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Thanks to adopters willing to take it slow, he is a different dog today in a loving home.
When Audrey Fish and her husband picked up their lives and moved from Ohio to California, they had two plans: to get away from the snow and to get a dog. A special education teacher, Fish felt like a rescue dog with special needs would be a good fit for her personality. Intrigued by the dog-friendly nature of Los Angeles, the pair started looking at rescue websites shortly after settling in L.A. and soon spotted an adorable face they couldn’t forget.
“We just saw his picture, and we were like, that’s the dog,” Audrey remembers.
That dog was Seamus, a 20-pound mixed breed who was then 2 years old and wasn’t exactly thrilled with shelter life. A former stray, Seamus had been pulled from a high-kill shelter by Lange Foundation, but wasn’t showing well in their adoption center.
“He’d been there for a long time,” Audrey explains. “A lot of people came and looked at him, but his biggest downfall was that he looks really cute but was not that friendly.”
Not friendly may have been a little bit of an understatement. In fact, Audrey says, Seamus had been on the brink of being legally labeled as aggressive by the time they met. Assumed to be a Poodle-Terrier mix, Seamus was as cute as can be, but he was also very reactive.
“He snarled at me the first time we ever met him and tried to run away from us,” Audrey recalls.
Despite Seamus’s fearful first impression, Audrey and her husband decided to give him time to get to know them, so they took him out for a little walk. As Audrey remembers it, passersby moved out of the way as Seamus strained on his lead, barking madly at other dogs. She’d been sure Seamus would be the dog for her family, but now she wasn’t so certain.
When the couple arrived back at the shelter with the dog that seemed to want nothing to do with them, something happened to change Audrey’s mind. As they approached the building, a volunteer pulled up and got out of her car, and instantly, Seamus’s demeanor changed. Maybe he did like some humans after all.
“He was barking, he was jumping on her, he was licking on her, and at that point we knew this was a good dog who has had a rough life,” says Audrey.
It turned out the woman who Seamus was lavishing with licks was a volunteer who walked him five days a week, someone whom he had built a bond with and had come to trust.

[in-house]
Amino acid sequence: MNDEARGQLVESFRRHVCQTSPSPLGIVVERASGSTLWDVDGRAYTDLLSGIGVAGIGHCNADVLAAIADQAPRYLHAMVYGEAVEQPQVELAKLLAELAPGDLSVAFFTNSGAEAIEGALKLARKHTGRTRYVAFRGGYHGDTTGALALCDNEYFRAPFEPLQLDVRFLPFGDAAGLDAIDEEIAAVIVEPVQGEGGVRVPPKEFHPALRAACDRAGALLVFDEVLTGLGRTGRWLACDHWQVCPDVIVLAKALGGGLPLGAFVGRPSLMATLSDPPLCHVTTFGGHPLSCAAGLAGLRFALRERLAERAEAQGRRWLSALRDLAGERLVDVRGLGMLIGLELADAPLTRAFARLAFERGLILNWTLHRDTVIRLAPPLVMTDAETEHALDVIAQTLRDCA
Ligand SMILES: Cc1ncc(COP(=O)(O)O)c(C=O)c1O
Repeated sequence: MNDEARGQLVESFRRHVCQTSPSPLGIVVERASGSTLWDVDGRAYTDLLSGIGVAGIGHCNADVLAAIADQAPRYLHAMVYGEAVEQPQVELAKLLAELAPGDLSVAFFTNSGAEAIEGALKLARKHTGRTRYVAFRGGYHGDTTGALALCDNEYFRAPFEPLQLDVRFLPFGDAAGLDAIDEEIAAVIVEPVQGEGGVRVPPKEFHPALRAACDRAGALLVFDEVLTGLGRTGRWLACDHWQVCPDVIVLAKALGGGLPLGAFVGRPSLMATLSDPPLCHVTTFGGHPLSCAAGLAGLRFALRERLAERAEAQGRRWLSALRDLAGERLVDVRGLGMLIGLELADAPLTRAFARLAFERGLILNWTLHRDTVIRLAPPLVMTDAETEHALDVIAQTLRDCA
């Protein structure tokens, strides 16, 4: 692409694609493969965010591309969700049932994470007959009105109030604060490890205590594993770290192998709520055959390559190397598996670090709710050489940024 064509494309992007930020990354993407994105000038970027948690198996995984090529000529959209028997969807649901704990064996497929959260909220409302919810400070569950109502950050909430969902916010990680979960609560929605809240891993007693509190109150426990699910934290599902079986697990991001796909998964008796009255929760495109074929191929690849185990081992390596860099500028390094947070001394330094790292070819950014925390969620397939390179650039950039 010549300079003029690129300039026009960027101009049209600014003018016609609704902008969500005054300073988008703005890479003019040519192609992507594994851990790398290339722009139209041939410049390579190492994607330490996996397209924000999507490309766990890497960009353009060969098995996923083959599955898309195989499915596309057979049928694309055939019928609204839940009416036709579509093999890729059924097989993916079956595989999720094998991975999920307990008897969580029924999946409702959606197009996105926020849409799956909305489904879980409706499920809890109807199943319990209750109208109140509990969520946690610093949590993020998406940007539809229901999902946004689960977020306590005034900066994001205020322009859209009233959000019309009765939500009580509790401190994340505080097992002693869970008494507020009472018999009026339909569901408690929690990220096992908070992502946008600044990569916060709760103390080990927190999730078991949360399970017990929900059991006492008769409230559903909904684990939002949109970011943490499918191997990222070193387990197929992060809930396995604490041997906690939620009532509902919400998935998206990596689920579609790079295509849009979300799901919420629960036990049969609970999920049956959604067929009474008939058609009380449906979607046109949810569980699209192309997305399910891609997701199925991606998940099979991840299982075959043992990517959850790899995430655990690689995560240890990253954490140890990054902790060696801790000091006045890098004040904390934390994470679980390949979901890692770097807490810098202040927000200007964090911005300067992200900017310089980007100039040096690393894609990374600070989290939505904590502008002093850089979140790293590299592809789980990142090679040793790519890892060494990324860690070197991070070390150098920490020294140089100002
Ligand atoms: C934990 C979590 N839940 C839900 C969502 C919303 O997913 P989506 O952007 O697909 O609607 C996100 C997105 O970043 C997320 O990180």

Buoyed by Seamus’s demonstration of affection, Audrey and her husband decided they still wanted to adopt him. It was clear he needed time to get to know them, so instead of taking him home that day, the couple went at Seamus’s speed.
“By the third visit, he let me pick him up,” says Audrey, who decided to finally make things final when Seamus was comfy in her arms.
“When I got him home, he sat with me on the couch. He made an immediate bond with me. It took him awhile to come around to my husband, but I think he just sort of knew, like everything’s going to be okay now.”
Two years on, Audrey says Seamus is a completely different dog than the one they met in the shelter that day.
“He’s smiley and friendly,” she says, noting that while Seamus is still very fearful around large dogs, he’s made plenty of small-breed friends. He’s accepting of most people — even Audrey’s young niece and nephew.
Although he was listed as a Poodle-Terrier in the shelter, a DNA test revealed Seamus isn’t a Terrier at all. He’s actually 40 percent Chihuahua — the one breed Audrey and her husband had absolutely ruled out before beginning their shelter search.
Undaunted by his surprising genetics, Seamus is now a confident dog model, donning all the doggy bow ties Audrey sells through her Etsy store. When he’s not showing off for his growing Instagram following, Seamus can be found accompanying Audrey’s husband to work. The dog is now very close with Audrey’s spouse, a computer programmer, and feels very comfortable around the office.
On the days that Seamus can’t go to work with his human, the couple have a dog walker come by. Seamus loves her as much as he loved his faithful five-day-a-week walker back at the shelter. Two years into life with Seamus, Audrey is as thankful for that woman as Seamus once was.
“If we would have not met that volunteer on the street, I don’t think we would have taken him home.”
Top: Seamus is now a well-groomed dog model. (Photo courtesy @seamustheshaggydog)
Heather is a wife, new mom, and former TV journalist in Alberta, Canada. Her beloved Ghost Cat was once her only animal, but the addition of a second cat, Specter, and the dog duo of GhostBuster and Marshmallow make her fur family complete. You can follow Heather on Twitter and Google+.
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